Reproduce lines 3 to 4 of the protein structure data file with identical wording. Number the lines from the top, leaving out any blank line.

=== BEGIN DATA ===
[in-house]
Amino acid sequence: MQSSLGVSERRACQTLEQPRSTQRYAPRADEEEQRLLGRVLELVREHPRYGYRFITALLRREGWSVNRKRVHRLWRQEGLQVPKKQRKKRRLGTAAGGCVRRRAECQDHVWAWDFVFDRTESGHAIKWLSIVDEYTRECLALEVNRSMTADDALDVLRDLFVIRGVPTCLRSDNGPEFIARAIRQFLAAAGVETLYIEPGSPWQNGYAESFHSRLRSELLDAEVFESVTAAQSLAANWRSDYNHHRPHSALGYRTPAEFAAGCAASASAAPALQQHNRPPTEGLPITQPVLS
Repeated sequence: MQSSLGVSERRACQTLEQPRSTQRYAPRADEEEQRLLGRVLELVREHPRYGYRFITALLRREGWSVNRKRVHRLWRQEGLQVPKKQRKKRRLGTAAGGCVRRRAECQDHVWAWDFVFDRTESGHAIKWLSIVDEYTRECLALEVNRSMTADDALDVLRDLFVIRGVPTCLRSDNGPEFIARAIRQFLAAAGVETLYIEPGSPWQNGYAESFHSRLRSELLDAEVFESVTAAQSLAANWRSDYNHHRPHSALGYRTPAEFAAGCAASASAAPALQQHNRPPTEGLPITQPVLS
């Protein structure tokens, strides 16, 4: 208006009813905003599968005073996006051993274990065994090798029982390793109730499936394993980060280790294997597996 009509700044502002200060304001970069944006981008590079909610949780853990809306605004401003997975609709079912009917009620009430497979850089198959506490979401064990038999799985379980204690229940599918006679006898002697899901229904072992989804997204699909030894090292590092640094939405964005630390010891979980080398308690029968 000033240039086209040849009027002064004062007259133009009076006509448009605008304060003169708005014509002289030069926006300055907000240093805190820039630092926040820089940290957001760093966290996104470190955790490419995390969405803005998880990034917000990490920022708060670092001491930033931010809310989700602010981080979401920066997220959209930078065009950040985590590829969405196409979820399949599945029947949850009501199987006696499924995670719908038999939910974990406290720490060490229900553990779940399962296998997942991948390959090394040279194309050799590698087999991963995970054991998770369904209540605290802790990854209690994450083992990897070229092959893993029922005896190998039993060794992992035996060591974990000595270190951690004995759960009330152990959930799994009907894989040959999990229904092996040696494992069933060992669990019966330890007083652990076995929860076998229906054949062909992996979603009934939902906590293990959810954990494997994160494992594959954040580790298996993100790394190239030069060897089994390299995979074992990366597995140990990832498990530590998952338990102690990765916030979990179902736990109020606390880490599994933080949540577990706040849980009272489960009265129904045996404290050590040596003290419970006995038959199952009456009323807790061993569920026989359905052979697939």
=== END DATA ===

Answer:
Repeated sequence: MQSSLGVSERRACQTLEQPRSTQRYAPRADEEEQRLLGRVLELVREHPRYGYRFITALLRREGWSVNRKRVHRLWRQEGLQVPKKQRKKRRLGTAAGGCVRRRAECQDHVWAWDFVFDRTESGHAIKWLSIVDEYTRECLALEVNRSMTADDALDVLRDLFVIRGVPTCLRSDNGPEFIARAIRQFLAAAGVETLYIEPGSPWQNGYAESFHSRLRSELLDAEVFESVTAAQSLAANWRSDYNHHRPHSALGYRTPAEFAAGCAASASAAPALQQHNRPPTEGLPITQPVLS
């Protein structure tokens, strides 16, 4: 208006009813905003599968005073996006051993274990065994090798029982390793109730499936394993980060280790294997597996 009509700044502002200060304001970069944006981008590079909610949780853990809306605004401003997975609709079912009917009620009430497979850089198959506490979401064990038999799985379980204690229940599918006679006898002697899901229904072992989804997204699909030894090292590092640094939405964005630390010891979980080398308690029968 000033240039086209040849009027002064004062007259133009009076006509448009605008304060003169708005014509002289030069926006300055907000240093805190820039630092926040820089940290957001760093966290996104470190955790490419995390969405803005998880990034917000990490920022708060670092001491930033931010809310989700602010981080979401920066997220959209930078065009950040985590590829969405196409979820399949599945029947949850009501199987006696499924995670719908038999939910974990406290720490060490229900553990779940399962296998997942991948390959090394040279194309050799590698087999991963995970054991998770369904209540605290802790990854209690994450083992990897070229092959893993029922005896190998039993060794992992035996060591974990000595270190951690004995759960009330152990959930799994009907894989040959999990229904092996040696494992069933060992669990019966330890007083652990076995929860076998229906054949062909992996979603009934939902906590293990959810954990494997994160494992594959954040580790298996993100790394190239030069060897089994390299995979074992990366597995140990990832498990530590998952338990102690990765916030979990179902736990109020606390880490599994933080949540577990706040849980009272489960009265129904045996404290050590040596003290419970006995038959199952009456009323807790061993569920026989359905052979697939």